Freudians would tell us to examine the conflict between our superego and our id, examine its source from our childhood, and allow our ego (our mediator) to engage in a solution that balances obligations with desires. For example, perhaps when we were children, our id wanted to stay home and play with our toys, but our parents (now embedded in our superego) “forced” us to go out to see family and friends. This early conflict resurfaces as holiday stress, based on the anxiety surrounding the guilt of wanting pleasure (to stay home and do what we want) and the fear of displeasing others (represented as our superego in the form of doing what others ask of us).
Cognitive theorists would tell us, as would Humanists, to examine the scripts (the stories) that are part of our thoughts and shoulds. They would encourage us to examine the source of our stress by examining the assumptions that are inherent in the scripts. This requires a bit more explanation. For example, we think we need to invite everyone, and the script includes doing all the cooking ourselves. This feels overwhelming. The stress increases. (1) Is it a person, place or thing stress? Is it the people? Is it the fact that our home is too small to comfortably fit the growing group? Is it financial? Is it due to time constraints? (2) Recognize that each of these questions indicates a different source of stress and, therefore, has a different solution. (3) Be honest with yourself and others so that the stress can be addressed. If we want to see the people, then other options do present themselves. We can say, “We would love to have everyone over, but (insert your reason), does anyone else want to host this year?”, or “How about we go to a restaurant this year?”, or “How about everyone makes some part of the meal this year?” This can be applied to any aspect of the holiday stressors. We can say similar things about gifts: “I would love to get gifts for everyone, but I can’t this year, so how about we do a Secret Santa?”, or “How about we give the gift of spending time together?”, or “Let’s make gifts this year instead of buying them.” If we are stressed about a negative person who we feel we need to include, the one who seems to criticize everyone and everything, we can invoke what I call the “Thumper Rule”. It comes from the Disney movie, Bambi. Thumper tells us, “If you ain’t got something nice to say, don’t say nothing at all.” It seems like wonderful holiday (actually wonderful everyday) advice to me!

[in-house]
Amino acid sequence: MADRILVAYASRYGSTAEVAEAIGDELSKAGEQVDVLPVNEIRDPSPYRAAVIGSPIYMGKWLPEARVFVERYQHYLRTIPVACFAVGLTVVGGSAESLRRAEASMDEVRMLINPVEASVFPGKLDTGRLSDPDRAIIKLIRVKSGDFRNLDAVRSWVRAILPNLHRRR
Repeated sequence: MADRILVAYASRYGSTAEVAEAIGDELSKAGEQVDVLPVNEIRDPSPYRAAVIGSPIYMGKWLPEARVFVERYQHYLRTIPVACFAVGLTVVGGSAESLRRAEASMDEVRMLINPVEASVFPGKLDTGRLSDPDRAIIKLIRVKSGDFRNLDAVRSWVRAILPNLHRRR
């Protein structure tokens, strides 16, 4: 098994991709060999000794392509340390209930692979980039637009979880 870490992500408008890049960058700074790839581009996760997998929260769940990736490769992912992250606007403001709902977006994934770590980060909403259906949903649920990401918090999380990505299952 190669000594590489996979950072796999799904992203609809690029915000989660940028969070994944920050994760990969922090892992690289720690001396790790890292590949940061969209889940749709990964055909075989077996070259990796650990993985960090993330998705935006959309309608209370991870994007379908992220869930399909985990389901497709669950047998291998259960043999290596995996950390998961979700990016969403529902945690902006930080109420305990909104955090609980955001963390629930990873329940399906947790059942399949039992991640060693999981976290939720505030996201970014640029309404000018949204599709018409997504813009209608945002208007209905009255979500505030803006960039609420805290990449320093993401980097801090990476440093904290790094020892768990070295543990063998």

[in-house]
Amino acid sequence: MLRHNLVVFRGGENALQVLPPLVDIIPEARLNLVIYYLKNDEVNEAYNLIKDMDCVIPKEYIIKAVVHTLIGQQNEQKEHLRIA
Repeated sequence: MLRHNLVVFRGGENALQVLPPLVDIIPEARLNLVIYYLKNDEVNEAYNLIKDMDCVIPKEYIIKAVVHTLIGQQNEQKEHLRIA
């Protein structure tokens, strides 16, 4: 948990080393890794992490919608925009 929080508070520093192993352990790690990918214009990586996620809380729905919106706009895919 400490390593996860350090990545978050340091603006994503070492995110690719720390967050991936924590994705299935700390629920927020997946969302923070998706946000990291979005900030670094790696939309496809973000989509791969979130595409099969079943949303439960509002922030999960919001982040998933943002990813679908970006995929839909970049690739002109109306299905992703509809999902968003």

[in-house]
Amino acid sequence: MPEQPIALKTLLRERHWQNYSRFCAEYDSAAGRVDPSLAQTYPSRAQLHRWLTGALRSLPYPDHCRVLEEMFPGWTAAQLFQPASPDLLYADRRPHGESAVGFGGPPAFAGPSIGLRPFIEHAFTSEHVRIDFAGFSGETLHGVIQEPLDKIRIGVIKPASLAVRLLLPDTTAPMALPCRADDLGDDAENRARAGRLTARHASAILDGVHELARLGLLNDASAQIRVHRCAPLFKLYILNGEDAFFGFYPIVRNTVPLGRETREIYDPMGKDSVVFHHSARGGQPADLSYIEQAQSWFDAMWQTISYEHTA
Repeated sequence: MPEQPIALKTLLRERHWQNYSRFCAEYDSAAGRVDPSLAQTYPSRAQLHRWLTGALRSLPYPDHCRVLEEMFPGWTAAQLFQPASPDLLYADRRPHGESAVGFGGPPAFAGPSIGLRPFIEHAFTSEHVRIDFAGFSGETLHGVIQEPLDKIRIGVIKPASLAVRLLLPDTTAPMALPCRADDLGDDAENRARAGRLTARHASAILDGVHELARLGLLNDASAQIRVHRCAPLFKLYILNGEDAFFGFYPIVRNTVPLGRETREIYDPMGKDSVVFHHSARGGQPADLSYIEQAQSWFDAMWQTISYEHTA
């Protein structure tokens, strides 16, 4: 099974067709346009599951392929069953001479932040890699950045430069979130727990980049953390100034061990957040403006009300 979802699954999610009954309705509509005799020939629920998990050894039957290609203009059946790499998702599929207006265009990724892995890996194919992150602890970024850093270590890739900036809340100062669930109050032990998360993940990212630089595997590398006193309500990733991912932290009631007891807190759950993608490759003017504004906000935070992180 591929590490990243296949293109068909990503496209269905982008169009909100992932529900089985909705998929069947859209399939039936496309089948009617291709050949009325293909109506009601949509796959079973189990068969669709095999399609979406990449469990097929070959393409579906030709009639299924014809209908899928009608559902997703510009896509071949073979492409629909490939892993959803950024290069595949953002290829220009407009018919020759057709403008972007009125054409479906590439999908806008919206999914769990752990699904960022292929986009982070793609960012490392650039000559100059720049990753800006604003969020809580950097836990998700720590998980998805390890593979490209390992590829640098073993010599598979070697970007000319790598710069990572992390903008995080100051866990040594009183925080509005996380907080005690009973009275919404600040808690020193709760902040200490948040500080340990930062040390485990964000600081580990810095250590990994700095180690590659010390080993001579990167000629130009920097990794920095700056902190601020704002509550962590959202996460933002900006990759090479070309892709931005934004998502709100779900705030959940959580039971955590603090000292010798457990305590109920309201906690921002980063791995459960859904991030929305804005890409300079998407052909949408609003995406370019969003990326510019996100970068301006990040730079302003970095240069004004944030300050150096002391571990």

We cannot overlook that for some, the stress of the holidays rests in the fact that the holidays exacerbate their loneliness. The holidays lead them to ask such questions as, “What is wrong with me that I never get invited to parties? Why don’t I have a place to go for dinner?” Again, each theory would give us different advice for handling this. Behaviorists would say you should reward someone for including you. A Freudian would encourage you to examine your childhood issues of abandonment. Cognitive theorists would encourage you to examine those irrational thoughts characterized by extremes such as “never”; it is likely that every adult has been invited to at least one party in their lifetime. The Humanist would encourage you to examine your choices and consider options such as choosing to volunteer at a shelter rather than being alone.
But perhaps the best holiday advice I have ever heard came from my grandmother. Every time I visited her, she would exclaim, “Every time I see you it is a holiday!” Wow, suddenly holiday stress was gone; one did not have to see her on the holiday itself. She made every visit a holiday visit. By doing so, she enriched every moment spent with family, a very valuable lesson indeed.
Diane Urban, PhD